There is probably some culpability on the part of Netanyahu’s American political guru, Arthur Finkelstein, who projected a Romney victory. But Bibi is smart enough to know the famous saying that “gambling by taking sides in politics is the best way to get nothing for something.” The burning question now amongst Israelis is will Obama somehow punish Netanyahu by trying to influence the Jan. 22 elections in Israel? Judging by Obama’s public support for Israel in Gaza less than two weeks after he defeated Romney, if Obama held a grudge against Netanyahu, then he remembered what Oscar Wilde once said: “Forgive your enemies, nothing annoys them so much.”
Writing in Ha’aretz Aluf Ben offered the best analysis: “Relationships between nations depend on interests and not on the hostility or hatred between the two leaders. With all of the loathing between the President and the current Prime Minister, there is no need to expect or hope that Obama will punish Netanyahu because of the latter’s meddling in the campaign and his support for Romney. … Clearly all of this speculation is ridiculous and outrageous.”
Ben goes on to write that in his heart, Obama probably wants to stick it to Bibi but this isn’t a personal matter. “Obama leads a superpower and doesn’t need unnecessary diplomatic fiascos. He knows that Netanyahu is secure in his chair without any serious challengers, and there are too many pressing mutual interests on the agenda such as Iran, Egypt and Gaza, as well as Syria.”
I wonder where the U.S.-Israel relationship is going. I am sure Obama does not have any deep-rooted or traditional anti-Israel bias. However, as someone who grew up and went to college in the states during more or less the same period as Obama, I understand the liberal, humanist orientation Obama represents and how it has shaped his opinion on Israel. I, too, was raised and educated in this ilk. It remains a part of me. But in today’s one-dimensional portrayal of global issues, Israel is hypocritically villainized for an unending list of exaggerated or fabricated transgressions. There is no doubt in the minds of many Israelis, myself included, that this is how Israel is viewed by growing numbers in liberal America.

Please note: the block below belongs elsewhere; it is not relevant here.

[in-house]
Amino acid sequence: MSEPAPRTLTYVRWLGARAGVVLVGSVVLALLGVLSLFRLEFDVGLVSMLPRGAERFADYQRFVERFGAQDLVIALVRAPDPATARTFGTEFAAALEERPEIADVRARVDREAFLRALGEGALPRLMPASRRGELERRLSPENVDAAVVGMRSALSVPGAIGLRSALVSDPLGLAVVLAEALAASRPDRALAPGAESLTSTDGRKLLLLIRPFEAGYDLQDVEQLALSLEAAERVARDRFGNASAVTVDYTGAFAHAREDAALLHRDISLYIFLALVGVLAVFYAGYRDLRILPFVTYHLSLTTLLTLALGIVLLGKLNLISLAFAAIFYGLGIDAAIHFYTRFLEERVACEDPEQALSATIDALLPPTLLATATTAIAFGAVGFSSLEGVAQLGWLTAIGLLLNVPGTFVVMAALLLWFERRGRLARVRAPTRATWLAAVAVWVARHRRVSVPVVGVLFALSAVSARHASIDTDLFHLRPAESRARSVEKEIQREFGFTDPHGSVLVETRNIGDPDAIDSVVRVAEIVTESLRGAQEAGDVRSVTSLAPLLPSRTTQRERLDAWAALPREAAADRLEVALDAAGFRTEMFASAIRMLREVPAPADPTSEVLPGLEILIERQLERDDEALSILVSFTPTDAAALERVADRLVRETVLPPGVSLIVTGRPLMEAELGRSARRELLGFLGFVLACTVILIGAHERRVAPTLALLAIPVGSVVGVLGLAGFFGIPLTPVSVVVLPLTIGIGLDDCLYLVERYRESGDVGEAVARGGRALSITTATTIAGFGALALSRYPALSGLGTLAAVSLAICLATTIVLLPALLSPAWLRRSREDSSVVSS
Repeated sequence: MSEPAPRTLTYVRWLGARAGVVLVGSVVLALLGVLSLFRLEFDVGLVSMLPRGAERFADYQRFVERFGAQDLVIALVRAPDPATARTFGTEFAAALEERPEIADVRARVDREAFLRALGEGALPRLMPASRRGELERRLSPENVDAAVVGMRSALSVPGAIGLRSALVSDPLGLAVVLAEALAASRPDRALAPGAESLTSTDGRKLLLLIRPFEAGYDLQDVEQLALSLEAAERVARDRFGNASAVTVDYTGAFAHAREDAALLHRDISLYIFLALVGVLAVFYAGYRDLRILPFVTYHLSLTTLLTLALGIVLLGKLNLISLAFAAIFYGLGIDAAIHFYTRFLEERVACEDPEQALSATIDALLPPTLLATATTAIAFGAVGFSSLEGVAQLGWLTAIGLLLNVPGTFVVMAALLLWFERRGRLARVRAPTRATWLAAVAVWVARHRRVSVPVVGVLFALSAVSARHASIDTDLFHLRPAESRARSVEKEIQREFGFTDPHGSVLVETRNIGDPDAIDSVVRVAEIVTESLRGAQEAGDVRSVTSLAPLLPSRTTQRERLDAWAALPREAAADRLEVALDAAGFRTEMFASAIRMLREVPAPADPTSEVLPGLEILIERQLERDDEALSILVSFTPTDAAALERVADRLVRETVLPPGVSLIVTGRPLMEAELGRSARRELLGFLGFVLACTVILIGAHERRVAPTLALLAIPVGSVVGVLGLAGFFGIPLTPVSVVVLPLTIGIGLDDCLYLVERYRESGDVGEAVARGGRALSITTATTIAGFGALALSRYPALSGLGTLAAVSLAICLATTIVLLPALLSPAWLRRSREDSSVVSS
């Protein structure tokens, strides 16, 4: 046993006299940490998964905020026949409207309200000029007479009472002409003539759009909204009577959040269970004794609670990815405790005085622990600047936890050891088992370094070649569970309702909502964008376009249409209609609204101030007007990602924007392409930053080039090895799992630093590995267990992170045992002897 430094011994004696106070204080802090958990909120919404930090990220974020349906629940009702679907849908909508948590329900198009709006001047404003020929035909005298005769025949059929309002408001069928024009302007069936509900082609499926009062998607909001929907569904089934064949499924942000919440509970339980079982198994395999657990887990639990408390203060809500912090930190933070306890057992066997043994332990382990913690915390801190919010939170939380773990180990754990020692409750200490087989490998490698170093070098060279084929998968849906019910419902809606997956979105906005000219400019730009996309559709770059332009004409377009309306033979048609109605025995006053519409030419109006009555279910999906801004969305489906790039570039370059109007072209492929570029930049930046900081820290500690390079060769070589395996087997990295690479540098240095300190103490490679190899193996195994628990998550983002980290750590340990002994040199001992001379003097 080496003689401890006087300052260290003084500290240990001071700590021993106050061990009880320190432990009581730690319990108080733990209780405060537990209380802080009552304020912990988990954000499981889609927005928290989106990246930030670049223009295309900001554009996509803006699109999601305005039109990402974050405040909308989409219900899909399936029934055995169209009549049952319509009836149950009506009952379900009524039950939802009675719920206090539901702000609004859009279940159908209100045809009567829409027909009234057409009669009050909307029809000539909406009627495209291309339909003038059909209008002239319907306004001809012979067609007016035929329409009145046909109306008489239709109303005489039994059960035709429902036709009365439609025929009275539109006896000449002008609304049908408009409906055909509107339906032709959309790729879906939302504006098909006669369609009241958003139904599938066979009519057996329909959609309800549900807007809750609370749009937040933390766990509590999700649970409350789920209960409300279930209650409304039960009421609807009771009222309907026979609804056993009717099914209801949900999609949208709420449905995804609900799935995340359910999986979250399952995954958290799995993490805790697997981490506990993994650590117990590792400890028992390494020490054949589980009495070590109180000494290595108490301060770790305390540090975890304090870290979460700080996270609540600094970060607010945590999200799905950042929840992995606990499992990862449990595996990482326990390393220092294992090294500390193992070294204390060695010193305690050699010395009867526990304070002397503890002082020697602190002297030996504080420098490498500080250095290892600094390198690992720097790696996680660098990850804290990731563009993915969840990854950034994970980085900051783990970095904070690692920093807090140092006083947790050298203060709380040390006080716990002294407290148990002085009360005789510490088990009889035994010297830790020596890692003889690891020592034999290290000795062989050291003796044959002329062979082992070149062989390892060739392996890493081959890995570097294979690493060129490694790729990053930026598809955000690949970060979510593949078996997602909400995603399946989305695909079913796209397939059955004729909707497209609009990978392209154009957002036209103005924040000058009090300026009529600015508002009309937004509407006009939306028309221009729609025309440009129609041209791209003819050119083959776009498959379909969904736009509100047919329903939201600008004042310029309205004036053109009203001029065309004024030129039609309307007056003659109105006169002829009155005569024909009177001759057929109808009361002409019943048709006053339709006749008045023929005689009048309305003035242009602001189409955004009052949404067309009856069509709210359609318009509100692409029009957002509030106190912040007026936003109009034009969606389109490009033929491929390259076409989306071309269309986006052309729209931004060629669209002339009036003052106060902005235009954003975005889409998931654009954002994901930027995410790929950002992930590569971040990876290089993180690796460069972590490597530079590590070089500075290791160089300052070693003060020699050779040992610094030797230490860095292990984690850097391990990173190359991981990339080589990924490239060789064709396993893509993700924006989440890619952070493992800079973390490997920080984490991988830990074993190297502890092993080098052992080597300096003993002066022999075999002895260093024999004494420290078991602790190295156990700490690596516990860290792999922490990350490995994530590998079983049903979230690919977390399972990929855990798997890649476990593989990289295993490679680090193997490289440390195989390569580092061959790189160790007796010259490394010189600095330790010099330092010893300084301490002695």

The recent elections show the overwhelming backing Obama received from the growing number of minorities and immigrants. America seems to be shifting to the left.
While the growing numbers of minorities and immigrants in Israel also support the current leadership here, this is where the parallel ends. Israel’s religious and ultra-religious minorities are quickly becoming a demographic force to be reckoned with, and Russian immigrants are now the largest ethnic group. The one common denominator among these groups is their unwavering support for the ruling right-wing coalition and its policies.
It seems that America is going one way and Israel the opposite. Plenty of Americans are not naïve about the reality that Israel faces, and plenty of Israelis understand that without a mutually negotiated settlement with the Palestinians, the situation is untenable. But the influence and power of these groups are diminishing. I fear that the day may arrive when Israel will sorely miss Obama, and conversely, America will one day remember that Netanyahu’s warnings should have been heeded.
Amidst this pessimism, Israelis always find some optimism. Therefore, let us not forget that a close second place in the mutual-loathing-between-leaders competition is held by Jimmy Carter and Menachem Begin, and look what they achieved.
Mylan Tanzer is a Portland native who moved to Israel in 1981. He was the founding CEO of the first Israeli cable and satellite sports channel. Since 2005, he has launched, managed and consulted for channels and companies in Israel and Europe. Tanzer lives in Tel Aviv with his wife and five children. He can be reached at email@example.com.